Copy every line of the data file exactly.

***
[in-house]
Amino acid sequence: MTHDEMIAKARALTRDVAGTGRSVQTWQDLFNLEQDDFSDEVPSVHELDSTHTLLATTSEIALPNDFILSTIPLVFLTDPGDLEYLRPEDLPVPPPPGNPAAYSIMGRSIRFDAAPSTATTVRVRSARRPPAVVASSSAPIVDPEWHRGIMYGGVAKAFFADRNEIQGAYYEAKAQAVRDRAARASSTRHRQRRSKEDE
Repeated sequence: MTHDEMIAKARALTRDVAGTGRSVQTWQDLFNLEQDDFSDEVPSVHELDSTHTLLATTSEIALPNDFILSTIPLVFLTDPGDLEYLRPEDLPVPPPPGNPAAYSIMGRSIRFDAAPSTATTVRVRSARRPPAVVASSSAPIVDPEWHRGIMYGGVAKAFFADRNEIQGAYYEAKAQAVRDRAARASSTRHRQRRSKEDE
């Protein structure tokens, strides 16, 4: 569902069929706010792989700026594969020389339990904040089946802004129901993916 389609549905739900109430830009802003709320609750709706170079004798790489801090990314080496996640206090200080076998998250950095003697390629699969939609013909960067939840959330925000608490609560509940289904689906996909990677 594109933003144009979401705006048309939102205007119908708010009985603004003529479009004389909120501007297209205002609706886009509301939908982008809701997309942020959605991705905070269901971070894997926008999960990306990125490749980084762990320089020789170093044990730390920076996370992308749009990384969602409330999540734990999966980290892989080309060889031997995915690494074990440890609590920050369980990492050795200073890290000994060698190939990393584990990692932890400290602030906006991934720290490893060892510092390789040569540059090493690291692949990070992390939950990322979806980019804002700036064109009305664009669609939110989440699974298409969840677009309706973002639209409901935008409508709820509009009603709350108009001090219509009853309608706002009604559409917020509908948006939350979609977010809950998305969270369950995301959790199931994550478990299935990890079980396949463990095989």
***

[in-house]
Amino acid sequence: MTHDEMIAKARALTRDVAGTGRSVQTWQDLFNLEQDDFSDEVPSVHELDSTHTLLATTSEIALPNDFILSTIPLVFLTDPGDLEYLRPEDLPVPPPPGNPAAYSIMGRSIRFDAAPSTATTVRVRSARRPPAVVASSSAPIVDPEWHRGIMYGGVAKAFFADRNEIQGAYYEAKAQAVRDRAARASSTRHRQRRSKEDE
Repeated sequence: MTHDEMIAKARALTRDVAGTGRSVQTWQDLFNLEQDDFSDEVPSVHELDSTHTLLATTSEIALPNDFILSTIPLVFLTDPGDLEYLRPEDLPVPPPPGNPAAYSIMGRSIRFDAAPSTATTVRVRSARRPPAVVASSSAPIVDPEWHRGIMYGGVAKAFFADRNEIQGAYYEAKAQAVRDRAARASSTRHRQRRSKEDE
């Protein structure tokens, strides 16, 4: 569902069929706010792989700026594969020389339990904040089946802004129901993916 389609549905739900109430830009802003709320609750709706170079004798790489801090990314080496996640206090200080076998998250950095003697390629699969939609013909960067939840959330925000608490609560509940289904689906996909990677 594109933003144009979401705006048309939102205007119908708010009985603004003529479009004389909120501007297209205002609706886009509301939908982008809701997309942020959605991705905070269901971070894997926008999960990306990125490749980084762990320089020789170093044990730390920076996370992308749009990384969602409330999540734990999966980290892989080309060889031997995915690494074990440890609590920050369980990492050795200073890290000994060698190939990393584990990692932890400290602030906006991934720290490893060892510092390789040569540059090493690291692949990070992390939950990322979806980019804002700036064109009305664009669609939110989440699974298409969840677009309706973002639209409901935008409508709820509009009603709350108009001090219509009853309608706002009604559409917020509908948006939350979609977010809950998305969270369950995301959790199931994550478990299935990890079980396949463990095989």